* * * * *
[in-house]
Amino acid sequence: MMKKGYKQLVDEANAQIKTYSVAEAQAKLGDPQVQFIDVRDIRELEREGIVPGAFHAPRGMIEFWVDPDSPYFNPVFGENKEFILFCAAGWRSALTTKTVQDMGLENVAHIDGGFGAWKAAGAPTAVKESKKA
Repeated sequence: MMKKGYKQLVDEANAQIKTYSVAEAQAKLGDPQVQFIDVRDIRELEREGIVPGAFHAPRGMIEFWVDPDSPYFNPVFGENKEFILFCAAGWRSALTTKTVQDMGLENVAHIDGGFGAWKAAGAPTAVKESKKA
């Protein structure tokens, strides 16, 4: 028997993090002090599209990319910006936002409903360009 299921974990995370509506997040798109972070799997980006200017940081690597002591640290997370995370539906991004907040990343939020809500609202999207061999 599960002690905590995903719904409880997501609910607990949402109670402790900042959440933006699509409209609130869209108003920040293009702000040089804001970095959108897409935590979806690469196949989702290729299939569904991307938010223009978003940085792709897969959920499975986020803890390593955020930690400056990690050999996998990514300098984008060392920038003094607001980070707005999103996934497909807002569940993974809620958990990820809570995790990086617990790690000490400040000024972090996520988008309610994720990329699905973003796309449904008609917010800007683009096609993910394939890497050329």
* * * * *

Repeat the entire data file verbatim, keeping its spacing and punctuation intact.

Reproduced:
[in-house]
Amino acid sequence: MMKKGYKQLVDEANAQIKTYSVAEAQAKLGDPQVQFIDVRDIRELEREGIVPGAFHAPRGMIEFWVDPDSPYFNPVFGENKEFILFCAAGWRSALTTKTVQDMGLENVAHIDGGFGAWKAAGAPTAVKESKKA
Repeated sequence: MMKKGYKQLVDEANAQIKTYSVAEAQAKLGDPQVQFIDVRDIRELEREGIVPGAFHAPRGMIEFWVDPDSPYFNPVFGENKEFILFCAAGWRSALTTKTVQDMGLENVAHIDGGFGAWKAAGAPTAVKESKKA
């Protein structure tokens, strides 16, 4: 028997993090002090599209990319910006936002409903360009 299921974990995370509506997040798109972070799997980006200017940081690597002591640290997370995370539906991004907040990343939020809500609202999207061999 599960002690905590995903719904409880997501609910607990949402109670402790900042959440933006699509409209609130869209108003920040293009702000040089804001970095959108897409935590979806690469196949989702290729299939569904991307938010223009978003940085792709897969959920499975986020803890390593955020930690400056990690050999996998990514300098984008060392920038003094607001980070707005999103996934497909807002569940993974809620958990990820809570995790990086617990790690000490400040000024972090996520988008309610994720990329699905973003796309449904008609917010800007683009096609993910394939890497050329």